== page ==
On Tuesday, Daily Rundown host Chuck Todd spent a little time on the “war on women,” pointing to a Washington Post/ABC News poll showing that, in a general election match-up, President Barack Obama would take in 57 percent of women’s votes versus Mitt Romney‘s 38 percent.
Todd then read from a piece by Stuart Rothenberg. Here’s the relevant except, via Hot Air:
Anyway, all of the attention on the changing views of women in this age group during the past month might miss a much larger, more important development that has gone largely ignored. Both of Gallup’s national polls and Swing States surveys for USA Today confirm that during the past six months, the more dramatic change in presidential preference has been among men, not women.
In October, Gallup’s national poll found that Obama led Romney by 14 points among women (54 percent to 40 percent). That margin shrunk only slightly, to 12 points, in March. But among men, Romney’s 16-point advantage in October shrunk to just 3 points in March…
Clearly, Romney can’t win the White House if he is winning only 40 percent of female voters nationally or 36 percent of female voters from the 10 swing states. But it’s equally true that Romney can’t defeat Obama if the Republican carries men by only 3 points (as he does in Gallup’s most recent national poll) or by a single point (as he does in the most recent Swing States survey).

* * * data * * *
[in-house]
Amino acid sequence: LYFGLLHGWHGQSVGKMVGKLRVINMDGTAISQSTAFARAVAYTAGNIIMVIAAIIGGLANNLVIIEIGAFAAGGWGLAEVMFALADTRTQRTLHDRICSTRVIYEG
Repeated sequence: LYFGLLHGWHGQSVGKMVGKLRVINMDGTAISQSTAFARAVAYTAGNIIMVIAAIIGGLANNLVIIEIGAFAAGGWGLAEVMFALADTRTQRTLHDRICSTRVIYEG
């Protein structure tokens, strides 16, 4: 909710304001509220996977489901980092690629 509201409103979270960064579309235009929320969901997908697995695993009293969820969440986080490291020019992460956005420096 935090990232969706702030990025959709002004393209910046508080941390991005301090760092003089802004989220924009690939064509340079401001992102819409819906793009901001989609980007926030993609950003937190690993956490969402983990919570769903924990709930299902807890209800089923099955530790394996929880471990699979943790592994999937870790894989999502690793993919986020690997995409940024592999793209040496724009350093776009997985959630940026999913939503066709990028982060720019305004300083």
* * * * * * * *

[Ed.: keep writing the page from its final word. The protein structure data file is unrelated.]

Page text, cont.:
Former Obama deputy communications director Jen Psaki characterized the upcoming election as a decision between Obama and Romney, who simply “doesn’t get it” when it comes to issues that matter to women.
Todd then pointed out that it seems Romney has “a man problem,” perhaps even more than he has a “women problem.” Panelist David Hawkings of CQ Roll Call agreed. “It seems like he’s not the typical American male,” he said, describing Romney’s much-discussed issues with “likability.”
National Review‘s Ramesh Ponnuru added that, if you’re a Republican candidate, chances are you’re just going to end up doing better with male voters. He reminded the panel that former Democratic candidate John Kerry won “the female vote”… and didn’t exactly saunter into the White House because of it. “The problem isn’t the size of the gap,” he continued, “the problem is how he’s doing overall.” That said, he believes that, once the grueling GOP primary is over and done with, Romney’s numbers with women will improve in a general election against Obama.
Watch, via MSNBC:
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